Bullying is rife at schools
She had her head covered in plastic, was told to steal money from home and was stabbed with a sharp pencil for failing to bring money to her tormentors.
All of this happened to an 11-year-old Grade 5 pupil who has been a victim of school bullying since she began attending Floors North Primary School in Kimberley, Northern Cape
And now the mother of the pupil wants her child to be moved to another school before something more drastic happens.
On November 9, the mother hand-delivered a letter to the Frances Baard education district asking that her child be moved to another school for her safety.
According to the results of a 2012 National School Violence Study by the Centre for Justice and Crime Prevention, at least 13% of the 5939 pupils who were interviewed reported being bullied at school.
For the Kimberley pupil, her woes started last year when she moved from a boarding school in North West to her current school.
Her mother told Sowetan that after the first few weeks at the new school, the girl started refusing to go to school, but her mother "brushed it off" and did not think anything of it.
The mother said she became alarmed when she noticed that her child was stealing money from home.
"She stole R300 and I went to her school to ask if she had brought it to school, but I was told by her teachers that she always carries a lot of money to school and would say that she got it from me or her dad. I was shocked because the school did not tell me about this," said the mother.
"When I confronted her she said she stole it to 'buy' friends to protect her from her bullies, who demanded that she brings R20 or R30 for them. She told me that in one incident when she did not bring the money, one of her bullies stabbed her with a sharp pencil and in another incident they cut her hair off."
The mother said her daughter told her that she was scared to report the incidents to teachers because even when she did nothing happened.
She said an incident that happened in September prompted her to take matters into her own hands, and that's when she decided to write to the department asking for help.
"She told me that one of her bullies covered her head with a plastic bag. She told her teachers but they did nothing. I asked her teacher [about the incident] and she dismissively said, 'oh, that'.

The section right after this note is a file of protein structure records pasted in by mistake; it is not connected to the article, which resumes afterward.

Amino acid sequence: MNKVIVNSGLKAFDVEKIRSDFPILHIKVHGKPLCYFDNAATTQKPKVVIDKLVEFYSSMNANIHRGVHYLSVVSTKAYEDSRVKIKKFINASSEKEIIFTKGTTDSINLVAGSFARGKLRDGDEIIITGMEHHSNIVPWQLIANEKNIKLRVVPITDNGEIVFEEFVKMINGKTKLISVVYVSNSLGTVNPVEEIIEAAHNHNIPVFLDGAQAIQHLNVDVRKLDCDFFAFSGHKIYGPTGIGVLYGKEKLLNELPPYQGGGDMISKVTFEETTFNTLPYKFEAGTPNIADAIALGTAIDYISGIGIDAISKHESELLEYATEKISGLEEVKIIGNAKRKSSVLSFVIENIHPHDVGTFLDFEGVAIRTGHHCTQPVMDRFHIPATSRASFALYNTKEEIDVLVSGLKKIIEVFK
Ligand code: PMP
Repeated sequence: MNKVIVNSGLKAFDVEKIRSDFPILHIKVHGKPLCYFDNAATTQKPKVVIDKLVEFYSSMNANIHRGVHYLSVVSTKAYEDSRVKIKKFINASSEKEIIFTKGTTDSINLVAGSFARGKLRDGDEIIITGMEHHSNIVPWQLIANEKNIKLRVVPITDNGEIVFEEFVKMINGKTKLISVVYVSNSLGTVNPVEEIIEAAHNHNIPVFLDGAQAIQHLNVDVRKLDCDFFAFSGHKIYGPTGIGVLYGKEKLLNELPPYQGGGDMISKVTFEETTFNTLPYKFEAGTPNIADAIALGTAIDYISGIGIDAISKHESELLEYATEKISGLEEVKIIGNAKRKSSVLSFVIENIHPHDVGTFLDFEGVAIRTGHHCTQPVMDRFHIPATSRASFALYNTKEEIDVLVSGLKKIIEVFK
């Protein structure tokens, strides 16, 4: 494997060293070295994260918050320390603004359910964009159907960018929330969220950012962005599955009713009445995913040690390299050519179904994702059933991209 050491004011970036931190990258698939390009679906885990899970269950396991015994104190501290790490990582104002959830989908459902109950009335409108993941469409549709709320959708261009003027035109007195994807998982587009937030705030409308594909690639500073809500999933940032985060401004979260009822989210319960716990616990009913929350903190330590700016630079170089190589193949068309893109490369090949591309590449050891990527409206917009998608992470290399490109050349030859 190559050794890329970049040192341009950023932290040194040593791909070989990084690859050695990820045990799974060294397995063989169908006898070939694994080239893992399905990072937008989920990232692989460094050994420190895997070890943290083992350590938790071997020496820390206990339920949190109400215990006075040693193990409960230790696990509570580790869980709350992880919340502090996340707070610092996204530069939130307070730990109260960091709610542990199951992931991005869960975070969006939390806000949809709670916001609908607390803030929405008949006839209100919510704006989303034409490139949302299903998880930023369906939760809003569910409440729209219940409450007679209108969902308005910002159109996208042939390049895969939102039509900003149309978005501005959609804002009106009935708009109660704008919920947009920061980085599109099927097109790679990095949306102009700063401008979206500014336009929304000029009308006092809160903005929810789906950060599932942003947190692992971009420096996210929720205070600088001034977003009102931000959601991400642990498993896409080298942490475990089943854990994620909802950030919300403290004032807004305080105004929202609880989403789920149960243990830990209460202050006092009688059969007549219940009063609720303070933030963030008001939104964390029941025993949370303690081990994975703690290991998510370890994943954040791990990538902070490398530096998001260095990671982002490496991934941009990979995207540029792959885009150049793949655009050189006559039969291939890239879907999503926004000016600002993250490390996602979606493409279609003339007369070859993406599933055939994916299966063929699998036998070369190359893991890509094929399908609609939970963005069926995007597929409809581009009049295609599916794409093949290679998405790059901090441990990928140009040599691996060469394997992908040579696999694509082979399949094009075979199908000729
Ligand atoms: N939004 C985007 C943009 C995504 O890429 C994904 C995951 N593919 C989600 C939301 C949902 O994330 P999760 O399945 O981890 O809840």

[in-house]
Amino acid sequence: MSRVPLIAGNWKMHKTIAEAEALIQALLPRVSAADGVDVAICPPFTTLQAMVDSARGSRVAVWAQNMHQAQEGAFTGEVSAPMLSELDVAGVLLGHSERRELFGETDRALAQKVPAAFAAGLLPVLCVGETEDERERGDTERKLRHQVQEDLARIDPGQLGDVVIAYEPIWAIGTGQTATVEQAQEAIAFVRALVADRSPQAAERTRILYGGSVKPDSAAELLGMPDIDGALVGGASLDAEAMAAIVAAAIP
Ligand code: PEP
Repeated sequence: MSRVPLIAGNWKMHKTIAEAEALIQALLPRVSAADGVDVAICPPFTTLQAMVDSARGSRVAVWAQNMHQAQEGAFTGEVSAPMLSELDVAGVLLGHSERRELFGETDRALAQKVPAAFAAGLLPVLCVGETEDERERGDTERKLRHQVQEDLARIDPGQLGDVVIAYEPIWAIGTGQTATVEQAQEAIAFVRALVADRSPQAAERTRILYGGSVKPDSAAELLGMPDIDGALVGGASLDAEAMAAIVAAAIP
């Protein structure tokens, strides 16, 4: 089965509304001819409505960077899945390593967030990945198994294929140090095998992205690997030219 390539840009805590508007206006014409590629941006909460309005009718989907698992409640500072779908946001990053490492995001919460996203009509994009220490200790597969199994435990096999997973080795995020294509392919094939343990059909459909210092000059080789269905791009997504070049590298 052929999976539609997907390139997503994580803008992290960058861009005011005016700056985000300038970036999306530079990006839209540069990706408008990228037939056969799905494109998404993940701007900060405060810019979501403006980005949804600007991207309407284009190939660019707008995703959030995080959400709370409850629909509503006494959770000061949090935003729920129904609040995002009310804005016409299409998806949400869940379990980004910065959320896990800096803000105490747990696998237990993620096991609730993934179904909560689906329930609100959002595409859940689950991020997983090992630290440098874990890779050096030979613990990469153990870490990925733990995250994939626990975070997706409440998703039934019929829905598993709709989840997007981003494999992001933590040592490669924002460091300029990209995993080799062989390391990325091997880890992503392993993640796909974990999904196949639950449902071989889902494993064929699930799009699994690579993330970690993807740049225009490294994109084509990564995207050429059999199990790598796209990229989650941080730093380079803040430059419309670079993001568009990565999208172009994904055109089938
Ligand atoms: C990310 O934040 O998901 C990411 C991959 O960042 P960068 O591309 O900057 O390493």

"I realised that she did not take it seriously, and the incident did not even reach the principal," said the concerned mother.
She described her child before being bullied as happy, an extrovert and a person who spoke her mind. However, she said, the girl has since become reserved and was afraid to stand up for herself.
"I feel like I'm losing my child and there is nothing I can do," said the mother.
However, spokesman for the Northern Cape department of education Geoffrey van der Merwe refuted claims of bullying at the school.
"I can confirm, reliably so, that no form of bullying was reported at Floors North Primary School lately.
"Therefore, the information supplied to Sowetan is misleading and incorrect, aimed at misinforming the public on the situation in our schools," he said.
Van der Merwe also said the department had not received a letter from the mother of the child.
He did not even indicate if the school would investigate the allegations of bullying at the school or not.
Effects of bullies last for years
As if it was not enough for the mother of the 11-year-old pupil to learn that her child was being bullied at school, she also discovered through her daughter's drawings that teachers were also hitting pupils.
On a piece of paper the pupil drew a picture of a teacher holding a stick and a little girl standing in front of the teacher with tears streaming down her face and stabbing herself with a knife.
In the drawing, the pupil wrote: "I love maths but it has its own problems and the teachers are hitting us and it is so sad. I get angry and after hitting us I feel like I want to kill myself."
She further wrote that she did not feel safe.
In another bubble the pupil wrote: "I love the teachers but they make me hate them and they make me angry and one day I will fight for myself and kill them. I'm so sorry God for this."
The mother said she was shocked when she saw the piece of paper that her child had left on top of a bed.
"It saddens me to see my child going through this. I feel like I failed my child as a parent by taking her to that school," she said.
Education psychologist Professor Kobus Maree from the University of Pretoria said bullying had lasting effects. He said victims can have feelings of anxiety, depression, feel worthless and live in constant fear.
"I have been in the profession for 35 years and have seen victims of bullying 30 years down [the line] still dealing with the trauma, still dealing with self-esteem issues decades later. It's not a joke," said Maree.
He said bullies are also going through their own emotions and they are crying for attention through their acts.